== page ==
Only one came to mind – Hollywood in the days of silent films.

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HEA — My Drug of Choice

The first romance I ever read was a gothic – Menfreya in the Morning by Victoria Holt. I was in 8th grade, and didn’t realize at the time that gothic romance was a genre. I just thought Victoria Holt was awesome, and read all of her books that I could get my hands on.

I didn’t read the quintessential romance, Pride and Prejudice, until after I graduated from college, and then almost by accident – I was visiting my cousin in Indianapolis and pulled the Holy Grail of Romance off her bookshelf because I had nothing to do while she was at work other than read (and try to keep the crazy landlady from soaking the inside of the apartment when she hosed down her aluminum siding every day). Again, no clue about the genre. I just thought Austen was fabulous and read all her books.

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Free: Not Necessarily a Good Price

As a dyed-in-the-CPU geek, I’ve attended beaucoup technical conferences and I can tell you nothing fires up your average nerdy type like free stuff. We stampede the vendor hall to scavenge the giveaways. T-shirts. Water bottles. Tote bags. Orange rubber duckies.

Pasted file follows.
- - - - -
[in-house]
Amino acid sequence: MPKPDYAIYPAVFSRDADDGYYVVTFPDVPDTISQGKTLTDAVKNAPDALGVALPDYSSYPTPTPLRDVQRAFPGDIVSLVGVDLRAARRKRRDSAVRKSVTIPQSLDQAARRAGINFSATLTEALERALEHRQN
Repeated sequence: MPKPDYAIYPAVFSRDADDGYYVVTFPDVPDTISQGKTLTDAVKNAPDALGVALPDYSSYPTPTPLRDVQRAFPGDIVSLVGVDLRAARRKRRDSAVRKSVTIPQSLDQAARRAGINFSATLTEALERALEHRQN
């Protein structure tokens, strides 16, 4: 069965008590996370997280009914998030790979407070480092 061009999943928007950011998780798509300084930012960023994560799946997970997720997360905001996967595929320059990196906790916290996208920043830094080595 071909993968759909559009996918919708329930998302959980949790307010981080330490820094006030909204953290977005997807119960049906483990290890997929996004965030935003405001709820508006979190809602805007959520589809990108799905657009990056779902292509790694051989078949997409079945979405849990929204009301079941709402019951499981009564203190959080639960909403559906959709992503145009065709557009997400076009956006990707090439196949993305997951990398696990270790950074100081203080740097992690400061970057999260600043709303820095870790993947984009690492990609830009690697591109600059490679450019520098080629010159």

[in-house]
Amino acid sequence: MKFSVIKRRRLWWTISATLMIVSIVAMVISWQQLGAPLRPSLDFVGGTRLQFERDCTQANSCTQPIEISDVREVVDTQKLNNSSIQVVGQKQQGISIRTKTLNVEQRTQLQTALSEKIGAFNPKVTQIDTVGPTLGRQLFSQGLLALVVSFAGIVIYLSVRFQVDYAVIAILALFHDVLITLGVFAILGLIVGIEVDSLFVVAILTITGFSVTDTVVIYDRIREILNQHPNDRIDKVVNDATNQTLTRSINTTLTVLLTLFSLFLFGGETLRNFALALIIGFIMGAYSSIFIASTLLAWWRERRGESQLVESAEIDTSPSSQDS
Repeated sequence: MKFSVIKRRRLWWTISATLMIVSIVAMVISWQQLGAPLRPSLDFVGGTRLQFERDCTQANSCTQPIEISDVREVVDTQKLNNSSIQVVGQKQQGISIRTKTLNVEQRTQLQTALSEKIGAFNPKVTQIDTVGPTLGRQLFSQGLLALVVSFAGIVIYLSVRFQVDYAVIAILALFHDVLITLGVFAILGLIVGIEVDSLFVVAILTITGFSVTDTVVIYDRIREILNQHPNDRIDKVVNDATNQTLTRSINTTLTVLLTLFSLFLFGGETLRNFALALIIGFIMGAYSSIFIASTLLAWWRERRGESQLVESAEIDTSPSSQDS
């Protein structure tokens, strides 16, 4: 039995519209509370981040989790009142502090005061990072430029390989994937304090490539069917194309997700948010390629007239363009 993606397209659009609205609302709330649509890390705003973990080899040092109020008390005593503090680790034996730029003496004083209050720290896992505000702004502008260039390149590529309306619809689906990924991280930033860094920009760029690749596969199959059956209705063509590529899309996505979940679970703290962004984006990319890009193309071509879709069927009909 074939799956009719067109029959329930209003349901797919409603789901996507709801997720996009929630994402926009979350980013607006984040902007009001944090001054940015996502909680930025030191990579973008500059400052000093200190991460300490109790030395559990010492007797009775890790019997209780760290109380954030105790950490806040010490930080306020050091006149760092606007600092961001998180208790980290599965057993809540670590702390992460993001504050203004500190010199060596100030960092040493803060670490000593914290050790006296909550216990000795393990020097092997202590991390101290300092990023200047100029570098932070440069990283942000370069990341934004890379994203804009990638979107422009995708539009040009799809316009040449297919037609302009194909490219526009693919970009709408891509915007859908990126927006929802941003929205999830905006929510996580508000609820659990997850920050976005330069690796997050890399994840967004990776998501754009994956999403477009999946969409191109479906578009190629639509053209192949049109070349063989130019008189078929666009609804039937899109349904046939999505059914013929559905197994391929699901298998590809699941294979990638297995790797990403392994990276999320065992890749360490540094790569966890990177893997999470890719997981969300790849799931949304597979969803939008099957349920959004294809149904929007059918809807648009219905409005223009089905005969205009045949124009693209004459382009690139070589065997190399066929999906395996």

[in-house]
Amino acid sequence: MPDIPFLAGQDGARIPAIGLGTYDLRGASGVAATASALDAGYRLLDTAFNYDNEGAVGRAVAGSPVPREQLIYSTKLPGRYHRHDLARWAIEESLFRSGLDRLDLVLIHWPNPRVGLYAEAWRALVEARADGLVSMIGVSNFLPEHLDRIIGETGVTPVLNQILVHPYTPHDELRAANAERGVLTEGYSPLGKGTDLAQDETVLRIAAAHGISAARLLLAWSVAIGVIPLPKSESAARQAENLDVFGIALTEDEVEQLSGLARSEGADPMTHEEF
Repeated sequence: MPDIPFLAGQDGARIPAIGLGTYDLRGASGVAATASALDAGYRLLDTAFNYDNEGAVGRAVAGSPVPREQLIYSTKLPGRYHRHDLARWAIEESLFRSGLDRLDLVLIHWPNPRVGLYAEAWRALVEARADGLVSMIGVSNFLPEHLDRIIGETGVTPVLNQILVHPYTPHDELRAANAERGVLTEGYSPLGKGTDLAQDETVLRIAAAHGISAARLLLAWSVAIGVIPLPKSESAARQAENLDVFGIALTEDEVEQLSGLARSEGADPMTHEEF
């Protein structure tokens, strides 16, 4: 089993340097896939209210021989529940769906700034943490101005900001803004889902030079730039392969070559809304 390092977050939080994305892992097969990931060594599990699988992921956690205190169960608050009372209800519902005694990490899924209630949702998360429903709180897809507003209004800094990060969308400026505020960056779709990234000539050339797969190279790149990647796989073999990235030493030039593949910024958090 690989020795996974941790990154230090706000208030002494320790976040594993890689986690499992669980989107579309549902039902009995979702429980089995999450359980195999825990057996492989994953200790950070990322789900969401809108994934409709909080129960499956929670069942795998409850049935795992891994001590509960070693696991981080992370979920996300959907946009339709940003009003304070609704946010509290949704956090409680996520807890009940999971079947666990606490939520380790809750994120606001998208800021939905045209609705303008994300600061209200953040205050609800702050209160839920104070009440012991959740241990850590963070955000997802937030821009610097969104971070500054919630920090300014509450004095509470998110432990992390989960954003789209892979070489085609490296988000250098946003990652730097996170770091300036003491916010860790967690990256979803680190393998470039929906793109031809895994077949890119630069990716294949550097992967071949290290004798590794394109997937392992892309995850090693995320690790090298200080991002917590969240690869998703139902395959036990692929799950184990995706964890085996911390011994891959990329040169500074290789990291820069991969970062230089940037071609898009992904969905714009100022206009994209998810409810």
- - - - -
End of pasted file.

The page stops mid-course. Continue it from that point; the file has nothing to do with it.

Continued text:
I’ll always grab a XXL t-shirt for Curmudgeonly Husband. I’ll score a water bottle for Lovely Daughter to cart to her daily gym sessions (she just joined a Muay Thai gym…be afraid).

But the problem with most of that stuff? It’s not technical. The most successful swag, in my opinion, is something a tech person would actually use. A USB flash drive (even a piddly 1GB model…pish) beats out a water bottle by a mile. Free software body-slams the Tyvek tote bag every day and twice on Sunday. And as for the t-shirts…well, never mind. No self-respecting geek would ever turn down a free t-shirt.

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Foreplay and Afterglow

One of my favorite love scenes ever isn’t in a romance novel.

In 1997, Steven Brust and Emma Bull co-wrote Freedom & Necessity, a massive epistolary novel set in 1849 that puzzled me greatly because I expected a fantasy (Brust and Bull write some of the best out there – Bull’s War for the Oaks remains one of my favorite books of all time).

I kept waiting for the magic to occur, but it didn’t — at least not in the hocus-pocus sense. That first love scene between James and Susan though? Now that was magical — unbelievably sensual and touching and gently amusing. It also surprised the hell out of me, set down as it is amidst all the philosophy and political intrigue and convoluted family drama.

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Last summer, I had the pleasure of meeting the wonderful Roxanne Snopek at the Entangled in Vegas conference. She invited me to participate in the Writing Process Blog Chain, in which writers share information about (wait for it…) their writing process, by answering the following questions:

1) What am I working on?